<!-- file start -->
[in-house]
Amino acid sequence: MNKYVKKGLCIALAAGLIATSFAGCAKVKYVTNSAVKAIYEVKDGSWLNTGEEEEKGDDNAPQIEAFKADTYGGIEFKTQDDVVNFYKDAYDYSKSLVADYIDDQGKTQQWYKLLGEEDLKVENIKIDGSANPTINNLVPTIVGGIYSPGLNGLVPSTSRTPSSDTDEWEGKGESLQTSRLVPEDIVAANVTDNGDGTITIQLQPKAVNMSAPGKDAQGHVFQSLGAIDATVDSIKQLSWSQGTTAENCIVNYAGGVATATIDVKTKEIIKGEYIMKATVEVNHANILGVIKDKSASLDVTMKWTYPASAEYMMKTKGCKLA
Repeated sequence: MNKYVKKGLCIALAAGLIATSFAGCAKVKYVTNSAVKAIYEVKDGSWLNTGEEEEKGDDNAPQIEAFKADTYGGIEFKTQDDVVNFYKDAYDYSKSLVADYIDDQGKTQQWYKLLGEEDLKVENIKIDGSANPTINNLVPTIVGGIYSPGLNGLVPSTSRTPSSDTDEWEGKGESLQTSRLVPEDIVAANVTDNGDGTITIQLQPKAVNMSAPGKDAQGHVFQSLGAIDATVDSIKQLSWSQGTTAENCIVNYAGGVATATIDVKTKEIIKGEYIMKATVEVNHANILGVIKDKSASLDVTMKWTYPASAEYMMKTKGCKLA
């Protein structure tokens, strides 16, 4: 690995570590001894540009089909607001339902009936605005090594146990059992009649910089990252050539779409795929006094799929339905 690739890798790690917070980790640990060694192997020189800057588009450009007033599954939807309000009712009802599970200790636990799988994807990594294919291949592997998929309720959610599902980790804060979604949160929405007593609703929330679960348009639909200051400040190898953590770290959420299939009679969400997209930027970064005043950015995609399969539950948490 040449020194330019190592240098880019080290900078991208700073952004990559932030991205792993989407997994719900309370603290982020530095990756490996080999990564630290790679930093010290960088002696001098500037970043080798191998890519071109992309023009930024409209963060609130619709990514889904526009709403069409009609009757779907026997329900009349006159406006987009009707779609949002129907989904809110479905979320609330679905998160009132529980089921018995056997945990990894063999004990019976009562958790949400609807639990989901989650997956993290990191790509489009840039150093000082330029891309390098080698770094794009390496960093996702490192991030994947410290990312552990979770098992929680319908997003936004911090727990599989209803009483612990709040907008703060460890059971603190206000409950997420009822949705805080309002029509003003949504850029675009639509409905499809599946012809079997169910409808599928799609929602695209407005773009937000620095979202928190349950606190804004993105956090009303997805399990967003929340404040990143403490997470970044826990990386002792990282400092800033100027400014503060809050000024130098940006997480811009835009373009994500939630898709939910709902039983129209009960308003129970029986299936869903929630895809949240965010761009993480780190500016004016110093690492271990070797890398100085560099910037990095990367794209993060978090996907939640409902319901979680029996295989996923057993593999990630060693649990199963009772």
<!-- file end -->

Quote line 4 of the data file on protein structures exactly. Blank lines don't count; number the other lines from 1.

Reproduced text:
């Protein structure tokens, strides 16, 4: 690995570590001894540009089909607001339902009936605005090594146990059992009649910089990252050539779409795929006094799929339905 690739890798790690917070980790640990060694192997020189800057588009450009007033599954939807309000009712009802599970200790636990799988994807990594294919291949592997998929309720959610599902980790804060979604949160929405007593609703929330679960348009639909200051400040190898953590770290959420299939009679969400997209930027970064005043950015995609399969539950948490 040449020194330019190592240098880019080290900078991208700073952004990559932030991205792993989407997994719900309370603290982020530095990756490996080999990564630290790679930093010290960088002696001098500037970043080798191998890519071109992309023009930024409209963060609130619709990514889904526009709403069409009609009757779907026997329900009349006159406006987009009707779609949002129907989904809110479905979320609330679905998160009132529980089921018995056997945990990894063999004990019976009562958790949400609807639990989901989650997956993290990191790509489009840039150093000082330029891309390098080698770094794009390496960093996702490192991030994947410290990312552990979770098992929680319908997003936004911090727990599989209803009483612990709040907008703060460890059971603190206000409950997420009822949705805080309002029509003003949504850029675009639509409905499809599946012809079997169910409808599928799609929602695209407005773009937000620095979202928190349950606190804004993105956090009303997805399990967003929340404040990143403490997470970044826990990386002792990282400092800033100027400014503060809050000024130098940006997480811009835009373009994500939630898709939910709902039983129209009960308003129970029986299936869903929630895809949240965010761009993480780190500016004016110093690492271990070797890398100085560099910037990095990367794209993060978090996907939640409902319901979680029996295989996923057993593999990630060693649990199963009772």